The study focused on movement transitions—when the music slows down, is punctuated by a brief silence and begins the next movement. These transitions span a few seconds and are obvious to even a non-musician—an aspect critical to their study, which was limited to participants with no formal music training.

The researchers attempted to mimic the everyday activity of listening to music, while their subjects were lying prone inside the large, noisy chamber of an MRI machine. Ten men and eight women entered the MRI scanner with noise-reducing headphones, with instructions to simply listen passively to the music.

In the analysis of the participants’ brain scans, the researchers focused on a 10-second window before and after the transition between movements. They identified two distinct neural networks involved in processing the movement transition, located in two separate areas of the brain. They found what they called a “striking” difference between activity levels in the right and left sides of the brain during the entire transition, with the right side significantly more active.

In this foundational study, the researchers conclude that dynamic changes seen in the fMRI scans reflect the brain’s evolving responses to different phases of a symphony. An event change—the movement transition signaled by the termination of one movement, a brief pause, followed by the initiation of a new movement—activates the first network, called the ventral fronto-temporal network. Then a second network, the dorsal fronto-parietal network, turns the spotlight of attention to the change and, upon the next event beginning, updates working memory.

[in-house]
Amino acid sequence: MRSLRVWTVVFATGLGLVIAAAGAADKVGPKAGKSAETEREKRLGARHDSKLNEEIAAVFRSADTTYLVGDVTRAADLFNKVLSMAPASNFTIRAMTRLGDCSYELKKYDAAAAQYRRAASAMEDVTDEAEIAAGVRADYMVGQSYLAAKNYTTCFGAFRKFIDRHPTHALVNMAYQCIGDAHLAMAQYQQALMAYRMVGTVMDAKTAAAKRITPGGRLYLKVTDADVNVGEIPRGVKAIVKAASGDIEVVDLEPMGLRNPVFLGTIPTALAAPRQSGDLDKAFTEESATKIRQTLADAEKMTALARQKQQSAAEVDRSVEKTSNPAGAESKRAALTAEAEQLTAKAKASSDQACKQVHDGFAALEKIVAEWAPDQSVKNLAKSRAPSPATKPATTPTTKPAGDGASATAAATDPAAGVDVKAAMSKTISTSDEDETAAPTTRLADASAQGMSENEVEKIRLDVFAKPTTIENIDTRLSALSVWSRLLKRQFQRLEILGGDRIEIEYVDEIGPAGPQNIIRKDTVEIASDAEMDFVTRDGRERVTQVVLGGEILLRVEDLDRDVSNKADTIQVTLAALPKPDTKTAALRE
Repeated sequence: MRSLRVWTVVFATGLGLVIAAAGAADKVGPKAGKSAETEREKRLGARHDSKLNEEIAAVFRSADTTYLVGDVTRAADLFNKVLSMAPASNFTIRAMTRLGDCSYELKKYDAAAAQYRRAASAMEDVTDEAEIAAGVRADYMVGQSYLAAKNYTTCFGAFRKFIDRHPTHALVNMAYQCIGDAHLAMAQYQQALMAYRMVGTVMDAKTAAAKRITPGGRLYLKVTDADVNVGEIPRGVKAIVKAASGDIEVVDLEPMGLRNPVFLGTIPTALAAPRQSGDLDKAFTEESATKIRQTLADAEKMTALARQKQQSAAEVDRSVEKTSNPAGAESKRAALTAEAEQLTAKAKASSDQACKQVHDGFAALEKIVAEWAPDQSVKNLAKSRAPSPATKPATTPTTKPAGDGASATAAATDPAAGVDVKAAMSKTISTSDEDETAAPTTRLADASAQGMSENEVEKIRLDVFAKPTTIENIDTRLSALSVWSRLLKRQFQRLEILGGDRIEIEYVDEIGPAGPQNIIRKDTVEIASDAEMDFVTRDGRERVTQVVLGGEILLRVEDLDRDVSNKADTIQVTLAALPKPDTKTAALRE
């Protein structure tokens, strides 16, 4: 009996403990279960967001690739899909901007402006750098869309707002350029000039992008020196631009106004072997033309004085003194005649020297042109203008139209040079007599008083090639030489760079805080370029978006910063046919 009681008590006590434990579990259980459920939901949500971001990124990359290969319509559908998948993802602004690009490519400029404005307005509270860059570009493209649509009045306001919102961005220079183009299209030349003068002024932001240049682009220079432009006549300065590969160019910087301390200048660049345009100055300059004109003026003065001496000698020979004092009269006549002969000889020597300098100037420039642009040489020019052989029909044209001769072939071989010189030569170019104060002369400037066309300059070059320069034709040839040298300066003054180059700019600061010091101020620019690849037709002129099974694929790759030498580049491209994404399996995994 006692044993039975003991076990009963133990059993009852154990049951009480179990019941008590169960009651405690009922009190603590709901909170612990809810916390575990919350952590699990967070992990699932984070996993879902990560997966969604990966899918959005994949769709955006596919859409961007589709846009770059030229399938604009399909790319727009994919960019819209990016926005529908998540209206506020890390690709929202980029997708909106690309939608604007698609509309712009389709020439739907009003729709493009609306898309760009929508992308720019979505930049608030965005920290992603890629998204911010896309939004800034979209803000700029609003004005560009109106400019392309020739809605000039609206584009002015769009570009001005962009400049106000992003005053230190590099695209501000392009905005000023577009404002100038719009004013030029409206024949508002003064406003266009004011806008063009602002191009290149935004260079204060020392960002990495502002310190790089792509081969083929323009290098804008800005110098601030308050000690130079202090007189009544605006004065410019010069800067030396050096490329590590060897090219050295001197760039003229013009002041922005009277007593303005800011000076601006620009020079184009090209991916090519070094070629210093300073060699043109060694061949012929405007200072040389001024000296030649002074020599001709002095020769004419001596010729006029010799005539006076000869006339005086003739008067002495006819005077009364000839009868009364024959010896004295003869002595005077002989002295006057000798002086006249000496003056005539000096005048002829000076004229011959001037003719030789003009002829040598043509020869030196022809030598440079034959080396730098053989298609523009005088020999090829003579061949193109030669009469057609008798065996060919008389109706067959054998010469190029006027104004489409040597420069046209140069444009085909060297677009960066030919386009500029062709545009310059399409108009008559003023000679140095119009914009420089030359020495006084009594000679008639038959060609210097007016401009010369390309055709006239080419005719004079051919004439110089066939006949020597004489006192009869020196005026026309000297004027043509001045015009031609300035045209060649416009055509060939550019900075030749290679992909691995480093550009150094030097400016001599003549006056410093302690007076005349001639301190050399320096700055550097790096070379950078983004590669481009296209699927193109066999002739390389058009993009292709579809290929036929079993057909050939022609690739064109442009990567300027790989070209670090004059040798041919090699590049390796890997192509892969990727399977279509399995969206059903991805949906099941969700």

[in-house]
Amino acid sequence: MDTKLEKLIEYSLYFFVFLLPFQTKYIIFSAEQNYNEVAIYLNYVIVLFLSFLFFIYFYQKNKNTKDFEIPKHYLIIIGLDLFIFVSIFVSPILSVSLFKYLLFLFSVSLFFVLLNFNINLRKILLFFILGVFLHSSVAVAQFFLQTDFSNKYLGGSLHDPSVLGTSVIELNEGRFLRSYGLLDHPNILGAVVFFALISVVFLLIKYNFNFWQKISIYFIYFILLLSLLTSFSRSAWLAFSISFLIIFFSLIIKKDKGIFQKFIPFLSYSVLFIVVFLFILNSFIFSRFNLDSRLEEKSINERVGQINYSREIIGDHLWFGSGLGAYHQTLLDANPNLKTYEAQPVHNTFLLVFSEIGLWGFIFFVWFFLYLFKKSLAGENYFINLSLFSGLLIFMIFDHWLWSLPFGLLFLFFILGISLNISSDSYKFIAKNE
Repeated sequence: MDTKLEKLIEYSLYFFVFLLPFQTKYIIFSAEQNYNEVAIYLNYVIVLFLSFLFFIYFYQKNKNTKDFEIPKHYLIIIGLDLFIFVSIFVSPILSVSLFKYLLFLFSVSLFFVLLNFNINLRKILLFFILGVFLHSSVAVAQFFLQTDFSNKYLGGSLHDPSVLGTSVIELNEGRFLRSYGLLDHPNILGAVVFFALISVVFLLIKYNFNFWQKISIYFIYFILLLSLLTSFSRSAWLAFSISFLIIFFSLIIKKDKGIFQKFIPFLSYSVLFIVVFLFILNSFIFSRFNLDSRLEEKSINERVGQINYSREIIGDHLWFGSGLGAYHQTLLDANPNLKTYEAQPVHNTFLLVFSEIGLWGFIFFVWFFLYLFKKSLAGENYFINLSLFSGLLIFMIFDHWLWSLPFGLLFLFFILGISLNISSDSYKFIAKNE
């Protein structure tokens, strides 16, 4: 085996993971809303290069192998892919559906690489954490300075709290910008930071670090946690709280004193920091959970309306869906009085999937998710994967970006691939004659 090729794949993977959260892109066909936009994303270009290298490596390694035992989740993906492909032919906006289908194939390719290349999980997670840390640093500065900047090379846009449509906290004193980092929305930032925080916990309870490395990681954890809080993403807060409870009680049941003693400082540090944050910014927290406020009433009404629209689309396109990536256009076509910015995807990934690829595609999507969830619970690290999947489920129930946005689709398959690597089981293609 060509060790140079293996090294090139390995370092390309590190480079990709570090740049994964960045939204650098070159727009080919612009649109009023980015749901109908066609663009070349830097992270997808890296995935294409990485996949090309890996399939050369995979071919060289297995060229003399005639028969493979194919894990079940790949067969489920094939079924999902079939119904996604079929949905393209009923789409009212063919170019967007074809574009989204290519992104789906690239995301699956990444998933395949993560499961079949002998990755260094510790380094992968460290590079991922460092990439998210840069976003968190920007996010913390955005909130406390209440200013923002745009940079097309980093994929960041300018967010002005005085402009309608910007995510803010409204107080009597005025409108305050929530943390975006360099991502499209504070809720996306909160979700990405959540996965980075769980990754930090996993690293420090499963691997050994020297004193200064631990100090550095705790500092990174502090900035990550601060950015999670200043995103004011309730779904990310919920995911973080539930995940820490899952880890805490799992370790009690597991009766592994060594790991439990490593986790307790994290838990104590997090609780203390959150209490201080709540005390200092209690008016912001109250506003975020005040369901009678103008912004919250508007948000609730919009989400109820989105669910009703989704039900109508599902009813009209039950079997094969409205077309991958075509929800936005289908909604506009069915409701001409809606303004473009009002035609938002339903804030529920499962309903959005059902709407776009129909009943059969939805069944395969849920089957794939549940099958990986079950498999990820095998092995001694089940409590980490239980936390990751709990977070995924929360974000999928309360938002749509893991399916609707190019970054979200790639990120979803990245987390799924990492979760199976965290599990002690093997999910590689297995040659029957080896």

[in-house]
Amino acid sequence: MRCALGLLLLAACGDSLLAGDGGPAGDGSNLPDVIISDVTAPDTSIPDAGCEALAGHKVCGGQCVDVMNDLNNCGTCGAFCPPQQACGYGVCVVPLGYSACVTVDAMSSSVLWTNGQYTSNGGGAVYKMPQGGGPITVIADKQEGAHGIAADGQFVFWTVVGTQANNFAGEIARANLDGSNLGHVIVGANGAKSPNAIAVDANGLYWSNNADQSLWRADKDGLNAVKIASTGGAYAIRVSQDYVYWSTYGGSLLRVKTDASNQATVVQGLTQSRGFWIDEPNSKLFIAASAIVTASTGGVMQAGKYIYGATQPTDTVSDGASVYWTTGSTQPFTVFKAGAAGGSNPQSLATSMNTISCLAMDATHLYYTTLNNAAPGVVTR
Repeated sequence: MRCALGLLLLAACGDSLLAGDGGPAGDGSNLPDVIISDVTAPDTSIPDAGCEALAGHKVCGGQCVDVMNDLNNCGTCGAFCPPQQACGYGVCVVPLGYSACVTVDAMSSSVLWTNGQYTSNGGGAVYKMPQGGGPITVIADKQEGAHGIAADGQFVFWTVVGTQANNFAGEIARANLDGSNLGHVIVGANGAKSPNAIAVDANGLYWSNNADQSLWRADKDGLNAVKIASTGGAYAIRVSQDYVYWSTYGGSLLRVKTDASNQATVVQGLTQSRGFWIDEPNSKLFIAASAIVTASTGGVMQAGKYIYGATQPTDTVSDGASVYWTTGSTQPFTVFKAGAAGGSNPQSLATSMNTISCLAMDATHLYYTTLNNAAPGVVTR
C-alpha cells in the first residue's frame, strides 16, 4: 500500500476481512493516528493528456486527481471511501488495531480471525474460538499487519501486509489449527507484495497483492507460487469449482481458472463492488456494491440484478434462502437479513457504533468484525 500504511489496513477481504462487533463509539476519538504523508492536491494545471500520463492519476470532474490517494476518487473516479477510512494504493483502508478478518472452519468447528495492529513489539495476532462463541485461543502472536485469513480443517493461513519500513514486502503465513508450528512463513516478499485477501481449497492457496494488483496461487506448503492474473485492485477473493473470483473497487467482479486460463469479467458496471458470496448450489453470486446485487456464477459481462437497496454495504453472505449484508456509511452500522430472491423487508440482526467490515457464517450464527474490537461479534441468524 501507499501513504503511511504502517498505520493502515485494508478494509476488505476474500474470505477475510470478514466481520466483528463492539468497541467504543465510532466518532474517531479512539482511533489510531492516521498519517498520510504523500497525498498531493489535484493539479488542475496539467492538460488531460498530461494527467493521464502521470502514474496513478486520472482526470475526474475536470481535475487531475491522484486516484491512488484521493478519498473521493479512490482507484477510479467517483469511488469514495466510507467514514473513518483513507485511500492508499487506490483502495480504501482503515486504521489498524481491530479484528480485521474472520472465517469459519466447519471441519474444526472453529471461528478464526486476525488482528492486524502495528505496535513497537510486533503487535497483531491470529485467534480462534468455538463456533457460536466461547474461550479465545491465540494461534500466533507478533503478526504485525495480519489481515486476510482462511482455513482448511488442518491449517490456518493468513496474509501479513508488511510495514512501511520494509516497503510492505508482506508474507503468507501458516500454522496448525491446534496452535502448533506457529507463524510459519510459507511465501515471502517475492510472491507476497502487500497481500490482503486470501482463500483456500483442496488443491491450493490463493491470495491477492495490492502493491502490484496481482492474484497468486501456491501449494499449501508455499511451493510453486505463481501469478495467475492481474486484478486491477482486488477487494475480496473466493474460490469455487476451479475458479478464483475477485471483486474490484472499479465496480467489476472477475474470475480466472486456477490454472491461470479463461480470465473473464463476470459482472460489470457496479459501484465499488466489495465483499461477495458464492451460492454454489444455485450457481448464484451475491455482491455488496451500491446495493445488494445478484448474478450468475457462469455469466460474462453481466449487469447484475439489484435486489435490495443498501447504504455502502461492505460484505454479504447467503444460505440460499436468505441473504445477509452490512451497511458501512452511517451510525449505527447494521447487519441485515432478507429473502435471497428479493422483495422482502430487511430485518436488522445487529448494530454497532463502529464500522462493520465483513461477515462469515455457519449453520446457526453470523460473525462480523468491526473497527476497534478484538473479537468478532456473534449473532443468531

“The study suggests one possible adaptive evolutionary purpose of music,” said Jonathan Berger, PhD, associate professor of music and a musician who is another co-author of the study. Music engages the brain over a period of time, he said, and the process of listening to music could be a way that the brain sharpens its ability to anticipate events and sustain attention.

According to the researchers, their findings expand on previous functional brain imaging studies of anticipation, which is at the heart of the musical experience. Even non-musicians are actively engaged, at least subconsciously, in tracking the ongoing development of a musical piece, and forming predictions about what will come next. Typically in music, when something will come next is known, because of the music’s underlying pulse or rhythm, but what will occur next is less known, they said.

Having a mismatch between what listeners expect to hear vs. what they actually hear—for example, if an unrelated chord follows an ongoing harmony—triggers similar ventral regions of the brain. Once activated, that region partitions the deviant chord as a different segment with distinct boundaries.

The results of the study “may put us closer to solving the cocktail party problem—how it is that we are able to follow one conversation in a crowded room of many conversations,” said one of the co-authors, Daniel Levitin, PhD, a music psychologist from McGill University who has written a popular book called This Is Your Brain on Music: The Science of a Human Obsession.

Chris Chafe, PhD, the Duca Family Professor of Music at Stanford, also contributed to this work. This research was supported by grants from the Natural Sciences and Engineering Research Council of Canada, the National Science Foundation, the Ben and A. Jess Shenson Fund, the National Institutes of Health and a Stanford graduate fellowship. The fMRI analysis was performed at the Stanford Cognitive and Systems Neuroscience Laboratory.

Researchers want to better understand what happens in your brain when you listen to music.

Music was shown to lower anxiety more than medications in one study
Brain activation patterns are related to how much people like particular songs
Consistent activity patterns are seen when different people listen to the same music
Researchers may gain insights into neurological and psychiatric issues

(CNN) — Whether you are rocking out to Macklemore & Ryan Lewis in your car or reading with Bach in your bedroom, music has a special ability to pump us up or calm us down.
Scientists are still trying to figure out what’s going on in our brains when we listen to music and how it produces such potent effects on the psyche.
“We’re using music to better understand brain function in general,” said Daniel Levitin, a prominent psychologist who studies the neuroscience of music at McGill University in Montreal.